09 February 2010

The humongous elephant in the room

WHAT DO you know? It seems my favorite Vox Bikol columnist and my favorite Bicol Mail editorial writer have decided to tag team me.

As of February 4, 2010, I just became editorial material of the Bicol Mail, "Bicolandia's only regional newspaper" which claims, among others, that it will "serve no master except the Truth" -- whatever that means.

This ongoing conversation has definitely become more exciting. And who am I to refuse? I therefore obliged them with the following reply:

Allow me to make the following points in response to last week’s rambling editorial entitled “Cat out of the bag”:

1. The article tries mightily to make a controversy out of statements I made at the Ateneo de Naga forum on Kaantabay sa Kauswagan, the city’s social housing program, where Atty. Jose Maria “Che” Carpio was resource person. Unfortunately for your editorial writer, there is no cat to speak of, much less one that springs out of the bag – enough for Bicol Mail to shout “Eureka!” as if a historic discovery has just been made.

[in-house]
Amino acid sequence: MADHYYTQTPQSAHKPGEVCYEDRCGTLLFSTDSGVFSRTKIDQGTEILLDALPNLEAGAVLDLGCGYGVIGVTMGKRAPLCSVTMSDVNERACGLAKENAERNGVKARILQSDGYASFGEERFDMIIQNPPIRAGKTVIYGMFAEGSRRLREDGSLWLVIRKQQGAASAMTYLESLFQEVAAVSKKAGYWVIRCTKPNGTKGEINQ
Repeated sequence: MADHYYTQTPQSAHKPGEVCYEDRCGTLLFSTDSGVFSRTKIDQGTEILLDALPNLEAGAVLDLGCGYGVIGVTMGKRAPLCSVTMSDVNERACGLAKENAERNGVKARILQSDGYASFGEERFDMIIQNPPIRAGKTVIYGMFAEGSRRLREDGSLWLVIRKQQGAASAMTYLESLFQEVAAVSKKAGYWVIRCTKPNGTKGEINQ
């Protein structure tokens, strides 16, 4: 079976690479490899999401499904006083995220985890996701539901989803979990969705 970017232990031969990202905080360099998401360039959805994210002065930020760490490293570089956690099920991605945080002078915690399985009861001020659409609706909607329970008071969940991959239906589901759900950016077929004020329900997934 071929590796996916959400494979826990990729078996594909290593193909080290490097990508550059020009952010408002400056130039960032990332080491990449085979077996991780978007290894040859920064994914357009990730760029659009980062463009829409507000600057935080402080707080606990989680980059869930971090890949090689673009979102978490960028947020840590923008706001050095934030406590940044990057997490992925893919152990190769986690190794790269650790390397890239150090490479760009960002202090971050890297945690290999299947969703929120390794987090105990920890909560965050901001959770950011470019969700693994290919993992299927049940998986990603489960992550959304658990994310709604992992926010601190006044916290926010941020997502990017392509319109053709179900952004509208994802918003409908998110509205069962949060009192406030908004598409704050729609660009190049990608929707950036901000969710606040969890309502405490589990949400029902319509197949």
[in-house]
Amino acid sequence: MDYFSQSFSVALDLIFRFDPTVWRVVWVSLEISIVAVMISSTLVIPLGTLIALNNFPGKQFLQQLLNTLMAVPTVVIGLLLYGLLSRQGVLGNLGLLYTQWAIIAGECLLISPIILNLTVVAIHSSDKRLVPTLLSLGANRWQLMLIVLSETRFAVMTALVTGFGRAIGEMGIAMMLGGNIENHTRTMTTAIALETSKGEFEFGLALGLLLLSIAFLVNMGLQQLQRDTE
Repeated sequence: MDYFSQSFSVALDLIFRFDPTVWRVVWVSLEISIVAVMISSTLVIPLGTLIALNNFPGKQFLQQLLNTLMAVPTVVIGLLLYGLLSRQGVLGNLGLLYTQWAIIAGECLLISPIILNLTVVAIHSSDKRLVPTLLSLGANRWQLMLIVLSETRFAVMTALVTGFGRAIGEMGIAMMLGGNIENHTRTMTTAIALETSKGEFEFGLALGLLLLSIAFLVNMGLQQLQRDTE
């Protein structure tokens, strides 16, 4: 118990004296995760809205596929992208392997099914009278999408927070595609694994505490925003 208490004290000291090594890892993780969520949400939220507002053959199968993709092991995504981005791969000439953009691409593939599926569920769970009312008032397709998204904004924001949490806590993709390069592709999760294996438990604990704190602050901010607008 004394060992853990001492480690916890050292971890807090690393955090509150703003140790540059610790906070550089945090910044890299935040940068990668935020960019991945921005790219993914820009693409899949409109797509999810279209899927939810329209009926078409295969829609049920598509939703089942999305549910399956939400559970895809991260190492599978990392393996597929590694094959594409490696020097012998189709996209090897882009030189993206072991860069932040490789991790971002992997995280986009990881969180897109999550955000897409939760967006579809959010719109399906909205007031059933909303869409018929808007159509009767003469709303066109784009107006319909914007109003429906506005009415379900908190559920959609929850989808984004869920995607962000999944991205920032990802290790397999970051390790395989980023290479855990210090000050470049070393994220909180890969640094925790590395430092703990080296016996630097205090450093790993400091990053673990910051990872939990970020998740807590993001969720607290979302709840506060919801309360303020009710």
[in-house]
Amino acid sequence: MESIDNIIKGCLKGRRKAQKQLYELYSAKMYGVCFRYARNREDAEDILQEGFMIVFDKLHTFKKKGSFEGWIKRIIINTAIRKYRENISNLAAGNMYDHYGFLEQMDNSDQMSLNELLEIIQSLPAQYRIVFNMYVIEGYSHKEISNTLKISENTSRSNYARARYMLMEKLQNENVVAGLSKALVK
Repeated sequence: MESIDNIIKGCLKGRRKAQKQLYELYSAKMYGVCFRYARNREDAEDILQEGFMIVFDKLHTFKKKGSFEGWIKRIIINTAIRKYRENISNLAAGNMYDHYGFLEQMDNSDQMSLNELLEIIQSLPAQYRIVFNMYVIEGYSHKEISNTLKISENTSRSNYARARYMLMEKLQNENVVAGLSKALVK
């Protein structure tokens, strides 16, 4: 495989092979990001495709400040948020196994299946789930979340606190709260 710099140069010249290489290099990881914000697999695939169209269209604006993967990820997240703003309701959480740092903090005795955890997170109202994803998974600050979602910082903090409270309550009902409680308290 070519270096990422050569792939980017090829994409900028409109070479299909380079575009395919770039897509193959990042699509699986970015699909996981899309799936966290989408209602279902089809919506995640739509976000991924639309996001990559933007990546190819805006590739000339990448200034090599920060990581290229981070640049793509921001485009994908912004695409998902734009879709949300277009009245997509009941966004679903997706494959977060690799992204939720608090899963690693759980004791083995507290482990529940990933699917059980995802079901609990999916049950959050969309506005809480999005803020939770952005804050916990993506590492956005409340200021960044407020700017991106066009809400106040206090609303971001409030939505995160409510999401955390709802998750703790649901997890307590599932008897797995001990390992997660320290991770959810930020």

2. The political dimension of public policy making is well documented by literature. My dissertation on Kaantabay -- submitted in 2004 to the Land Economy Department of Cambridge University, which explains my abiding interest on the topic -- in fact used political economy as a key theoretical frame, precisely because in the real world, policymaking does not exist in a vacuum.

Nicola Acocella, in his book The Foundations of Economic Policy, ascribes it to two realities:
Firstly, “the economic system is not composed of anonymous agents but rather of classes or groups of individuals with shared characteristics or needs. These individuals tend organize and act jointly to ensure that their preferences prevail over those of other groups;” and

Secondly, “policymakers are equally not anonymous representatives of the public interest but can in fact be divided into politicians and bureaucrats who are faced with agency problems.”
The Bicol Mail’s editorial writer would of course insist on a simplistic analysis because it would perfectly serve his purpose -- which is to find fault with everything and anything remotely related to City Hall in general, and its outgoing mayor, Jesse Robredo, in particular.